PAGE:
It is also interesting to ponder the salient question of whether the payments at issue in Wal-Mart, which are outside the context of procurement, actually violate the FCPA (and here, as in many cases, there is an important distinction between the law Congress passed and DOJ/SEC enforcement theories). For instance, as noted in this prior post and in my above article, the government has an overall losing record in non-procurement type cases when actually put to its burden of proof. However, as we all know, this will matter very little when it comes to any resolution of Wal-Mart’s scrutiny.
For all of the above reasons, I do not believe that Wal-Mart’s scrutiny “will test FCPA enforcement in new ways” as some have suggested.
Nor should it.
FCPA enforcement ought not be influenced merely by the fact that a talented journalist at a leading newspaper has devoted time and effort to cover an instance of FCPA scrutiny. If Barstow and the NY Times would have focused on BizJet, the reaction likely would have been, and with good reason, more negative. But then again, there probably would not have been any reaction at all because BizJet is obviously no Wal-Mart. Insert [here] many other recent FCPA enforcement actions. If Barstow and the NY Times would have focused on [that] instance of FCPA scrutiny, the story would have largely read the same.
Nor do I believe that Wal-Mart’s FCPA scrutiny will likely end up in the Top 5 FCPA enforcement actions of all time in terms of settlement amount.
All of the cases in the Top 5 are procurement cases, not cases focused on licenses, permits and the like.
If Wal-Mart does indeed crack the Top 5 (and with the seeming “just because” escalation of FCPA fine and penalty amounts – see here – it is likely only a matter of time before a license, permit case does crack the Top 5), it will likely be for reasons unrelated to substantive FCPA issues, but rather an increase in the company’s so-called culpability score under the advisory Sentencing Guidelines based on its alleged handling of the potential FCPA issues in 2005.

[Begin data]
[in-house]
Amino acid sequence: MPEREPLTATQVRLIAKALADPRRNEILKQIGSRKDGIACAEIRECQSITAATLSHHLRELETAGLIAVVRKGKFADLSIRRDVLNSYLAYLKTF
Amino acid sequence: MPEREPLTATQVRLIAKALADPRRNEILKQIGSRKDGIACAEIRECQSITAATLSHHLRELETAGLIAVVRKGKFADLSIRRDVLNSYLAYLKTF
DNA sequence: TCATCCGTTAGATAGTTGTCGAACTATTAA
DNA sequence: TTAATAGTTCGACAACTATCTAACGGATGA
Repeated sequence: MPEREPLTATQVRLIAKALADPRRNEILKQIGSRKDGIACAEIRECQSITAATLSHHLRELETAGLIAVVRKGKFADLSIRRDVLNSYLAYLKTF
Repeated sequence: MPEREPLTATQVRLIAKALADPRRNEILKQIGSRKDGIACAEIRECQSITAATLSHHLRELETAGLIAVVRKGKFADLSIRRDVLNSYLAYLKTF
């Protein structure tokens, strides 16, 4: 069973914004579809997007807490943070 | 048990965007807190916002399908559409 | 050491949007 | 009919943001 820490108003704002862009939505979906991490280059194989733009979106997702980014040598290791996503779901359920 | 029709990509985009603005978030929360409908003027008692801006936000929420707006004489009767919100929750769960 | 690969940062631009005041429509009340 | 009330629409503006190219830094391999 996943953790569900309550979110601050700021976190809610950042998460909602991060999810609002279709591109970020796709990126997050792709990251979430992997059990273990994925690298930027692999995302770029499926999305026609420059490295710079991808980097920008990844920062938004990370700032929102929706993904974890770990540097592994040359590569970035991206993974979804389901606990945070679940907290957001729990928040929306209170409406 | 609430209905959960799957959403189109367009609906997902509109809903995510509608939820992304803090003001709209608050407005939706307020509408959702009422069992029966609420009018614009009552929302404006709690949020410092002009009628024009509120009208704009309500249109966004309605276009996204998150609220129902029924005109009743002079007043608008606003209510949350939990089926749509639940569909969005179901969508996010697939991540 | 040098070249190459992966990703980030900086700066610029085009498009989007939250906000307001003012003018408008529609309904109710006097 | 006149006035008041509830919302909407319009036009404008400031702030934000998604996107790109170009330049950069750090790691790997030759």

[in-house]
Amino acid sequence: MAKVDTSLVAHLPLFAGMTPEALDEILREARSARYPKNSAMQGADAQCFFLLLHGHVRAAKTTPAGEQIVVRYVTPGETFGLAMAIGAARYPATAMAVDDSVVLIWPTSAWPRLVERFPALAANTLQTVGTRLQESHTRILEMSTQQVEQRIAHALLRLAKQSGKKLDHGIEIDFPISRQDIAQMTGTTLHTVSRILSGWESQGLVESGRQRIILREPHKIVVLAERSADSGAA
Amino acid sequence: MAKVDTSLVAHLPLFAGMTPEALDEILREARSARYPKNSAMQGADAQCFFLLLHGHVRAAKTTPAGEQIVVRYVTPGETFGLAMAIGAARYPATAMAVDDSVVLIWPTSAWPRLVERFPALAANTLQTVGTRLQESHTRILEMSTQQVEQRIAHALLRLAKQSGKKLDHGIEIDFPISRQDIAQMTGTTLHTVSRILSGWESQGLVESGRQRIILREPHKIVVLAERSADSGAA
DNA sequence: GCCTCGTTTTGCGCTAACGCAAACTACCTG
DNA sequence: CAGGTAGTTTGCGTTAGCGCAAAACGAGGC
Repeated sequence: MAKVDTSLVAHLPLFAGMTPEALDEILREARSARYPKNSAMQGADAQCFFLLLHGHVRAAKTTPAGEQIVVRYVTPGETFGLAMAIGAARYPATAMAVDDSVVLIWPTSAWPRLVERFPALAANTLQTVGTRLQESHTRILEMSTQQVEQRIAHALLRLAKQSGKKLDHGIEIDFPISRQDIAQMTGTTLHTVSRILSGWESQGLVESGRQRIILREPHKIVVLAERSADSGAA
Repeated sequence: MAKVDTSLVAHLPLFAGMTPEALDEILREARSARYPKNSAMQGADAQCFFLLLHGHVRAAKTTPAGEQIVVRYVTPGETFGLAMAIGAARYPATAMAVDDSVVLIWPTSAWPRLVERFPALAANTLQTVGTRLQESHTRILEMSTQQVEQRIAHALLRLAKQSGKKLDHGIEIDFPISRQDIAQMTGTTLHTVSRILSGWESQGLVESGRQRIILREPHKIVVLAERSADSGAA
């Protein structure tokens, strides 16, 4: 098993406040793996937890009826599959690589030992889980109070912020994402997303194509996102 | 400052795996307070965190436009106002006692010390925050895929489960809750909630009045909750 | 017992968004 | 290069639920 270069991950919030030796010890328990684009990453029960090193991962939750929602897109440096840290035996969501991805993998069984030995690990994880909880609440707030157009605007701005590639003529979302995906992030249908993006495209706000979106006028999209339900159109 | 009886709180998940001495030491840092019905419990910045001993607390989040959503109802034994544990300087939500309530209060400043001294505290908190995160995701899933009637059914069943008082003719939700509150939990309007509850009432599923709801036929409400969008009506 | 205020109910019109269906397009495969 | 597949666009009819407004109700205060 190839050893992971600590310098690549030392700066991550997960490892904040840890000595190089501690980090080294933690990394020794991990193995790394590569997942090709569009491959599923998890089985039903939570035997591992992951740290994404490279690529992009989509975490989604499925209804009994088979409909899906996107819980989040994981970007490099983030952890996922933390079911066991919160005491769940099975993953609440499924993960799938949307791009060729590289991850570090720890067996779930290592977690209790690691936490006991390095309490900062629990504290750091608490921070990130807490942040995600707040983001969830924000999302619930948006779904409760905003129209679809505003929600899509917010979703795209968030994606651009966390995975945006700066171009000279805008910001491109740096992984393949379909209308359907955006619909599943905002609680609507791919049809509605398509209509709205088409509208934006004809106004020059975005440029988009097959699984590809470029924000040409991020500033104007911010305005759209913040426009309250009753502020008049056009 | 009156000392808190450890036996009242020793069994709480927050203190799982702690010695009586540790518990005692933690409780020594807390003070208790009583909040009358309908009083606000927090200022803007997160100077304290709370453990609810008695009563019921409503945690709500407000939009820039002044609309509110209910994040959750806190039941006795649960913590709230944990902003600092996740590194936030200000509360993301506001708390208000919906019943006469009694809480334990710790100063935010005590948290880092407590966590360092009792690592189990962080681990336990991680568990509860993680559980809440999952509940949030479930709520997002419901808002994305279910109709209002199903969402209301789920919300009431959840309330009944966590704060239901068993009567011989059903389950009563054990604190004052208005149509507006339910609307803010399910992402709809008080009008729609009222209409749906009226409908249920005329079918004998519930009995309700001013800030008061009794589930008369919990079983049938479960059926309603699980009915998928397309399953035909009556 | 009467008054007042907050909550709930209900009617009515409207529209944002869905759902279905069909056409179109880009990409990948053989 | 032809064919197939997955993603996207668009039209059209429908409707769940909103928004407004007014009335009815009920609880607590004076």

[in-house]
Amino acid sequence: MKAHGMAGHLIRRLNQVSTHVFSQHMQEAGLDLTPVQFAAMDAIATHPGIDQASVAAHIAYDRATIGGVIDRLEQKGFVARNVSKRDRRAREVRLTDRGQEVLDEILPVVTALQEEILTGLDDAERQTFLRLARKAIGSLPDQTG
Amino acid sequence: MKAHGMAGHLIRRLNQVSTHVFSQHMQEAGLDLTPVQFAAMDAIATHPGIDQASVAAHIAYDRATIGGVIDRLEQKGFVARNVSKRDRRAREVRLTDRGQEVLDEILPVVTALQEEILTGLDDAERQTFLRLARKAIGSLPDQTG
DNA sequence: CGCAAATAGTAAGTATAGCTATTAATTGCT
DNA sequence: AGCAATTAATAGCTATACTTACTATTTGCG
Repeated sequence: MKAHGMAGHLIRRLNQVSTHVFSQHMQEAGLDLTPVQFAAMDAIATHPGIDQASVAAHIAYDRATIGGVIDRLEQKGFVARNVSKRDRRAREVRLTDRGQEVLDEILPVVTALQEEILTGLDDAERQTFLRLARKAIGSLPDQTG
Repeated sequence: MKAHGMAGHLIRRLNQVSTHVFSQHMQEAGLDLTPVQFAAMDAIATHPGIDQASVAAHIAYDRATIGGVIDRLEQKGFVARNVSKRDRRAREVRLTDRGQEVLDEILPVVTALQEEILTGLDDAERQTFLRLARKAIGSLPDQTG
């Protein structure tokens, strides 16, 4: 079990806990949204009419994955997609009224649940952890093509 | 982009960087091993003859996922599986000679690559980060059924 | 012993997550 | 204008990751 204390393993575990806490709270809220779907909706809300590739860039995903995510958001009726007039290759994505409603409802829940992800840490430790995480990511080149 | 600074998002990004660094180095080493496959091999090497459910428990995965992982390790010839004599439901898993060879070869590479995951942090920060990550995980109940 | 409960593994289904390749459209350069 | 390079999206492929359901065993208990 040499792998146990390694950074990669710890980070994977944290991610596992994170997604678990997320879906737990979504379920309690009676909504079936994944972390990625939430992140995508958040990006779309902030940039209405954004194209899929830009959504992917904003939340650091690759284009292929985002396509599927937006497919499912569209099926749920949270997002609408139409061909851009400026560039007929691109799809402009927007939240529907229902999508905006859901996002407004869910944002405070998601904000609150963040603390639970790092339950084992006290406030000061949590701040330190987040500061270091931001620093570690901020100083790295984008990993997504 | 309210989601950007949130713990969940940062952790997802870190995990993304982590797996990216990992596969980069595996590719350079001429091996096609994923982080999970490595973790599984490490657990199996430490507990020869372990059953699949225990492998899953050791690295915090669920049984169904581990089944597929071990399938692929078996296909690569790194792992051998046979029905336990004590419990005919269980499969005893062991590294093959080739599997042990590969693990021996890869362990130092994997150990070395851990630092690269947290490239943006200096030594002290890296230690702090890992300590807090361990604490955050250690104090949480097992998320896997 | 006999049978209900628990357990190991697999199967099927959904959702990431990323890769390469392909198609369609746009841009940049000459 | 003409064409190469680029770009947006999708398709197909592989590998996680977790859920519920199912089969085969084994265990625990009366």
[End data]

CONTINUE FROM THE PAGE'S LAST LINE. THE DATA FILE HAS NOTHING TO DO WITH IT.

But even here, the seldom-discussed November 2012 NY Times article, added additional relevant details. It suggests that Wal-Mart’s December 2011 FCPA disclosure was motivated by Wal-Mart’s desire to pro-actively understand its FCPA risk (notwithstanding whatever may have occurred within the company in 2005 upon learning of potentially problematic payments in Mexico). According to the article, Wal-Mart’s internal review began in Spring 2011 when Jeffrey Gearhart (Wal-Mart’s general counsel) learned of an FCPA enforcement action against Tyson Foods (like Wal-Mart, a company headquartered in Arkansas – see here for the prior post discussing the Tyson enforcement action). According to the NY Times article, “the audit began in Mexico, China and Brazil, the countries Wal-Mart executives considered the most likely source of problems” and Wal-Mart hired KPMG and Greenberg Traurig to conduct the audit.
Throughout Wal-Mart three-plus years of FCPA scrutiny certain commentators have predicted that the Wal-Mart derivative actions would set a new standard for director liability. They were once again proven wrong. As highlighted here, the document request dispute in connection with a Wal-Mart derivative action in Delaware was much to do about nothing. More importantly, as highlighted here, last month a federal court judge dismissed eight Wal-Mart shareholder FCPA-related derivative claims that were consolidated into one action.
FCPA scrutiny tends to last, on average, 2-4 years from the point of disclosure to any eventual enforcement action. Wal-Mart’s FCPA scrutiny is thus now in the middle of this range. However, it is not uncommon for FCPA scrutiny to last 5-8 years, thus it may be several more years before Wal-Mart’s FCPA scrutiny and its eventually outcome are know.